Figure 8 Top view of PCB: signals crossing over split planes.




L = parasitic inductance of copper trace (in nH)

d = distance between copper trace and reference underneath (cm)

w = width of copper trace (cm)

t = thickness of copper trace (cm)

x = length of copper trace (cm)

Figure 9 Model of differential traces crossing over split planes in Keysight EMPro.


Figure 10 TDR and Sdd21 of 500 mil long PCB trace with solid reference versus crossing over split planes simulated in Keysight EMPro.


E. Minimizing signal crosstalk

Crosstalk causes noise induction in victim signals which in turn increases the bit error at receiving IC. Therefore, non-interleaved routing is applied on stripline, due to a lower FEXT compared to NEXT. Whereas interleaved routing is applied on microstrip due to a lower NEXT compared to FEXT [14]. Besides that, inter-pair spacing shall be at least three times the trace width [15].

F. Intra-pair skew

Intra-pair skew in PCB traces introduces higher insertion loss, which in turn increases the bit error of the PHY link. This is due to the fact that when inverting and non-inverting signals are not 180 degree out of phase, the eye height in differential mode becomes smaller. The impact of intra-pair skew on signal integrity is shown in Sdd21 plot in Figure 11, where larger skew leads to higher insertion loss. Therefore, each PHY link’s intra-pair skew shall be within 5mil to mitigate the transmission loss. The skew can be minimized using serpentine routing technique [16].

Figure 11 Sdd21 of 8 inch long PCB trace with varying intra-pair skew simulated using Keysight ADS.


G. Fiber weave

PCB dielectric substrate is composed of woven fiber-glass bound together with epoxy resin. The microscopic top view of PCB substrates of fiber weave styles 106 and 7628 are illustrated in Figure 12 [17]. The thick lines in light brown color are fiber glass weave patterns, while the square columns in black color are epoxy resin. A higher number of fiber glass style, e.g., 7628, refers to denser fiber glass weaving.

Figure 12 Fiber weave with fiber glass style 106 versus 7628, that make up a PCB dielectric substrate.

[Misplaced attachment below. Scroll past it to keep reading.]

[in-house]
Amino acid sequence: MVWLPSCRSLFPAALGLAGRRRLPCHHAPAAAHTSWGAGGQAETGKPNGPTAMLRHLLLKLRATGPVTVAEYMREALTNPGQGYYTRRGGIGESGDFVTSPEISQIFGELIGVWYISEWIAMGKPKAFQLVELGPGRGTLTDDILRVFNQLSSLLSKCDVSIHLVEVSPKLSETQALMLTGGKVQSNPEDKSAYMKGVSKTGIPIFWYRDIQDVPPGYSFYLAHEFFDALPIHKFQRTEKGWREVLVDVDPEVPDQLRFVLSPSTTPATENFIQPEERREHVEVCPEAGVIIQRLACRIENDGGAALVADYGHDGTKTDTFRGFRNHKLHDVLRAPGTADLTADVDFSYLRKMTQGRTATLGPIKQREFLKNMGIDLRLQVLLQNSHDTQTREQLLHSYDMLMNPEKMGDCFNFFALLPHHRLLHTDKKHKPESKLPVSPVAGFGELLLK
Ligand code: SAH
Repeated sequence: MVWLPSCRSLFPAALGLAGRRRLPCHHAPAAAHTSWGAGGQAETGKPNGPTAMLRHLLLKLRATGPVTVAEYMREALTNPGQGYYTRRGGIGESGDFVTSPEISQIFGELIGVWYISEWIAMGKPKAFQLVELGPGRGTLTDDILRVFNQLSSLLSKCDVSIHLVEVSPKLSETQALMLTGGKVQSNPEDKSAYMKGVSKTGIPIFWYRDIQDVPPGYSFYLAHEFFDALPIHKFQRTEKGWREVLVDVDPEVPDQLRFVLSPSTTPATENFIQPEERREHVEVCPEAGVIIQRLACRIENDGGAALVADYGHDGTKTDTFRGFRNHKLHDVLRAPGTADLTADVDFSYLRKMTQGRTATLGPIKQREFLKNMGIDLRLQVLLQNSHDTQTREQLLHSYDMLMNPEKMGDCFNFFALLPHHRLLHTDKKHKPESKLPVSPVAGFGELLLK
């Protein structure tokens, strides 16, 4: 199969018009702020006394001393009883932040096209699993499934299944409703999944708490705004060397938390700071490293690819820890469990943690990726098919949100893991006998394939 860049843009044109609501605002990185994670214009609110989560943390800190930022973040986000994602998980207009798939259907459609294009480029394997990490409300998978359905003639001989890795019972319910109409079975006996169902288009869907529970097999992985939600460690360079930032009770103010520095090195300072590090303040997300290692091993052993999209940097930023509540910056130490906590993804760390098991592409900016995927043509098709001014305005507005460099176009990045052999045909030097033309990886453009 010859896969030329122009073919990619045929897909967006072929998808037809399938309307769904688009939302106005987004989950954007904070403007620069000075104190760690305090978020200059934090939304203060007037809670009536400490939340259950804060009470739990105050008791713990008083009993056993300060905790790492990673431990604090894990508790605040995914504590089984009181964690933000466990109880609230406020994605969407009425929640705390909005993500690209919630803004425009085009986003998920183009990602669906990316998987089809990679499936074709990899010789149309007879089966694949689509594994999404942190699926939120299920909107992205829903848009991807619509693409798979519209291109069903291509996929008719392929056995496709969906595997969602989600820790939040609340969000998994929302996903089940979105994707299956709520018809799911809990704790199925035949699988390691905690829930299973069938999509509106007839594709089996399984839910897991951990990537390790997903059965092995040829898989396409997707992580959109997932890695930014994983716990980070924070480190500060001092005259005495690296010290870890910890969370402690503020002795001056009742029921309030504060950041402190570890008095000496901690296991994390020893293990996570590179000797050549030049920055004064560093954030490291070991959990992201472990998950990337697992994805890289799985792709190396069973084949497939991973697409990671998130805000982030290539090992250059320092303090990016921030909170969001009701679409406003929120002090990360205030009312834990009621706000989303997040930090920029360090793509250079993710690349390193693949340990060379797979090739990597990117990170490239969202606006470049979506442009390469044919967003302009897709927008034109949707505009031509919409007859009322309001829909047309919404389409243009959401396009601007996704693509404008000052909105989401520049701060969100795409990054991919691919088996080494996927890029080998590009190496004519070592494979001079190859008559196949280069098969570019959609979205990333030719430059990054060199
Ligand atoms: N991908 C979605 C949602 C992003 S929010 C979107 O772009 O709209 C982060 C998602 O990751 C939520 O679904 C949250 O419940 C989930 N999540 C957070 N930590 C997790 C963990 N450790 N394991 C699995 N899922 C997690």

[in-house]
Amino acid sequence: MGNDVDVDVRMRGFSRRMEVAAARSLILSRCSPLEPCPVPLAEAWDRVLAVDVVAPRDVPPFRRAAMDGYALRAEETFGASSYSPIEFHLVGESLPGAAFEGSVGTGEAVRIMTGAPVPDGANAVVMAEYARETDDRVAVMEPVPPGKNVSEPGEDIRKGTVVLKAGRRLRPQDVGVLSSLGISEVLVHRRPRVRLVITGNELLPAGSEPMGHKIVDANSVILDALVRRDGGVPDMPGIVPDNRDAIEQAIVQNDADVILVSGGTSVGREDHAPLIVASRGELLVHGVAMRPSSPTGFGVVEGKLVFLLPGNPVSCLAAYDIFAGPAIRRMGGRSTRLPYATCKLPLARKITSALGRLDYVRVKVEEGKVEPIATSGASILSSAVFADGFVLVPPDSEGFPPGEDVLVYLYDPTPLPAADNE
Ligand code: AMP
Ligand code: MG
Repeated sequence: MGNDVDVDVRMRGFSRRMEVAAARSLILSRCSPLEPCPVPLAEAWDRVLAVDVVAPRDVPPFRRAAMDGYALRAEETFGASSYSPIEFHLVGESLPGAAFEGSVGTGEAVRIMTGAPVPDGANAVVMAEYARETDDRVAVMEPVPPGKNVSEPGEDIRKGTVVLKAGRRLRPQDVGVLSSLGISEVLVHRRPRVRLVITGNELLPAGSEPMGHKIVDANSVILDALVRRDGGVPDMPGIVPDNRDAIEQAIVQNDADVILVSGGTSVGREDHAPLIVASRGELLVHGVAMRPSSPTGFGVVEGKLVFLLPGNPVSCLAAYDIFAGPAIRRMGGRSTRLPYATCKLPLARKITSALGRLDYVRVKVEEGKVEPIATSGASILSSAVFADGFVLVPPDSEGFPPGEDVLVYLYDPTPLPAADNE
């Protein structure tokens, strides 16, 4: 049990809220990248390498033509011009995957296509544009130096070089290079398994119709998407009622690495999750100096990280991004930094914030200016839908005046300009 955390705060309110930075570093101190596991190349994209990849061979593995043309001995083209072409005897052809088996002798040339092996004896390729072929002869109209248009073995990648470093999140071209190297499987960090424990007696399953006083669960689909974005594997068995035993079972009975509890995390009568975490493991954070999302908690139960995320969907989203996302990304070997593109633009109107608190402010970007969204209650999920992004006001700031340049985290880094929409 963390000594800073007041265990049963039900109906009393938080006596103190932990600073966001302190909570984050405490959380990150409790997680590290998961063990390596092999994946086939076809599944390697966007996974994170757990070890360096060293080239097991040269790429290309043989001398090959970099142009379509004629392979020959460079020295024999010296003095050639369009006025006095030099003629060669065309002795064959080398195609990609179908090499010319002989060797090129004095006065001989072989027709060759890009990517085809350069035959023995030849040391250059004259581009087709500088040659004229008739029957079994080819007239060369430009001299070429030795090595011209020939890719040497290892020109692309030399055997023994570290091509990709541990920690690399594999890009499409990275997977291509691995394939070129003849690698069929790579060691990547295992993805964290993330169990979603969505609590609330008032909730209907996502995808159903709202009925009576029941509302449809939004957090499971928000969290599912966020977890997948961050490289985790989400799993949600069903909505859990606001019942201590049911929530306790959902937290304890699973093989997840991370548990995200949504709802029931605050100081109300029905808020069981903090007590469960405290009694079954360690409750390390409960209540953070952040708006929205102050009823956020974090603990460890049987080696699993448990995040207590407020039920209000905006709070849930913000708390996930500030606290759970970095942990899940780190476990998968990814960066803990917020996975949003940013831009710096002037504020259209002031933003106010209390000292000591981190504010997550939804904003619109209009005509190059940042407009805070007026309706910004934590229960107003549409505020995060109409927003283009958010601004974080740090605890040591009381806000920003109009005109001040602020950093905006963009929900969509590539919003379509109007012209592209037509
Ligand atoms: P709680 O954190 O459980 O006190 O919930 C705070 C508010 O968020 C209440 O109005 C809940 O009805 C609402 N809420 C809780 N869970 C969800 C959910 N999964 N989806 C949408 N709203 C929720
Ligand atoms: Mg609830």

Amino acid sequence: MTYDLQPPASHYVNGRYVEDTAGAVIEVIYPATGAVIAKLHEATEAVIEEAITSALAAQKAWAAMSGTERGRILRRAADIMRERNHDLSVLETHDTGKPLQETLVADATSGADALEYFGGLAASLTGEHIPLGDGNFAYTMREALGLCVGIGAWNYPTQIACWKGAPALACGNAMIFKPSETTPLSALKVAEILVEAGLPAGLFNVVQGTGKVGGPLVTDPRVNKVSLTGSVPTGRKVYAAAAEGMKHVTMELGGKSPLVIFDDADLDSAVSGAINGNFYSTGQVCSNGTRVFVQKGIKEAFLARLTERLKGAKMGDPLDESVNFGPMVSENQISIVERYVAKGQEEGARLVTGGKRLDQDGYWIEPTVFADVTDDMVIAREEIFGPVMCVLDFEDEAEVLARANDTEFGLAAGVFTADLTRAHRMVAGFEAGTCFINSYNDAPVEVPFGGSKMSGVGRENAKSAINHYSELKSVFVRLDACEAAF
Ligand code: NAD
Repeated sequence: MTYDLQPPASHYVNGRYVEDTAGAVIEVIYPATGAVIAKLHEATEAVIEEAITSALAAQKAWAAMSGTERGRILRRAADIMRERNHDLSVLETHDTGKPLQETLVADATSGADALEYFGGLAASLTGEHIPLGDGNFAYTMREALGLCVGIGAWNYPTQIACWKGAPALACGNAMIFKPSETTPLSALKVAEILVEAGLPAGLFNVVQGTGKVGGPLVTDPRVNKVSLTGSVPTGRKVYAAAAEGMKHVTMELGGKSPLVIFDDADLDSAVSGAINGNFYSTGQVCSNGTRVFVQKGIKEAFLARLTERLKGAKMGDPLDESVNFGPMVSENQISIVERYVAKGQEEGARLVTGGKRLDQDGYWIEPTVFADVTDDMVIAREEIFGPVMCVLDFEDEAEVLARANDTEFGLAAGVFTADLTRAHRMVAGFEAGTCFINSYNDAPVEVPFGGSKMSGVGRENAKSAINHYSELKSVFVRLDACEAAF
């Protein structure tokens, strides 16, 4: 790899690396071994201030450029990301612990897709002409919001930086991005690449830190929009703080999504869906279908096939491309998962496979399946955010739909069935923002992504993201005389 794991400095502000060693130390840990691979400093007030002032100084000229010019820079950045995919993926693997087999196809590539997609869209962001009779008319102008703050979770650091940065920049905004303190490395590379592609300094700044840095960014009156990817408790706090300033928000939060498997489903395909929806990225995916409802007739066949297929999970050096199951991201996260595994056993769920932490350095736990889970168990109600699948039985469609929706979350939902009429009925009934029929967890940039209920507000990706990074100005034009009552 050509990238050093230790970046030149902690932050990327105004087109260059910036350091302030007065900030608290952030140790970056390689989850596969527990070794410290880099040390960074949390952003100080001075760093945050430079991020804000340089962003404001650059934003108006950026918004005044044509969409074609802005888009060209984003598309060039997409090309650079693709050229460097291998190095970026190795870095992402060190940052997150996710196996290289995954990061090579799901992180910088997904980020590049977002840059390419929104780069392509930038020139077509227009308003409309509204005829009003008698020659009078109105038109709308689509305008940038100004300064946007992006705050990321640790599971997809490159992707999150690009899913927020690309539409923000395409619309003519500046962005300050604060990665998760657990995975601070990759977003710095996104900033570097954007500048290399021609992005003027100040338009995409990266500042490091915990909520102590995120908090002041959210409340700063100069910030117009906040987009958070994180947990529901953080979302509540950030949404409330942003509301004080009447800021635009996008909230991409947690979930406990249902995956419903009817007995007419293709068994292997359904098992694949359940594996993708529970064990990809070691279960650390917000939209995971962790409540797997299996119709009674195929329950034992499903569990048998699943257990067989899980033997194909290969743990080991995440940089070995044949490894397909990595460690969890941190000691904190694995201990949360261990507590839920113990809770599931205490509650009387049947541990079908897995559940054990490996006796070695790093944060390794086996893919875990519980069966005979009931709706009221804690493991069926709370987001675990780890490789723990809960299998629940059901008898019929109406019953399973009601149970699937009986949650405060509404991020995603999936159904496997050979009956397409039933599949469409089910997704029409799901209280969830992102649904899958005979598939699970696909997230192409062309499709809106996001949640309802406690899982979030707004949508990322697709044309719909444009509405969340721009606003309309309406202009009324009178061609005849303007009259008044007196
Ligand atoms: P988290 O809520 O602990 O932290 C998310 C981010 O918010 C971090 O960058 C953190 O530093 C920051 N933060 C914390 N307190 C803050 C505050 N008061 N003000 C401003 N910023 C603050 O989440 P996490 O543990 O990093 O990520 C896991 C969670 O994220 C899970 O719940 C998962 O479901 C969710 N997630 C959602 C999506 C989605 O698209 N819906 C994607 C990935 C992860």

Fiber glass material has dielectric properties that differ very much from the properties of epoxy resin. For instance, NE-glass fiber has dielectric constant (Dk) and loss tangent (Df) 4.4 and 0.0006 respectively, E-glass fiber has Dk and Df 6.6 and 0.0012 respectively [17]. Meanwhile epoxy resin has Dk 3.2 [17], which is very much lower compared to fiber glass. When substrate of sparse fiber weaving is used, PCB traces could cross different regions of resin and fiber glass more frequently. As a result, the speed or propagation delay of the signal changes frequently along the trace from transmitting to receiving end. The relationship between them is governed by Eq. (9) [18].




v = signal’s speed on PCB (inch/ns)

c = speed of light (~12 inches/ns)

Dk = dielectric constant

This scenario poses a critical challenge to 50Gbps signal transmission. In the worst case condition for example, the trace of a non-inverting signal could be routed on fiber glass without crossing the resin region, while the trace of an inverting signal could cross many resin regions. As a result, due to the consistently changing propagation delay experienced by the inverting signal, the phase difference between non-inverting and inverting signals in common mode could be much less than 180o at the receiving end. The large extent of skew or misalignment between the rising and falling edges leads to the reduction of width and height of the eye diagram. Ultimately, high bit error is experienced by the Rx. Hence denser fiber weave needs to be applied.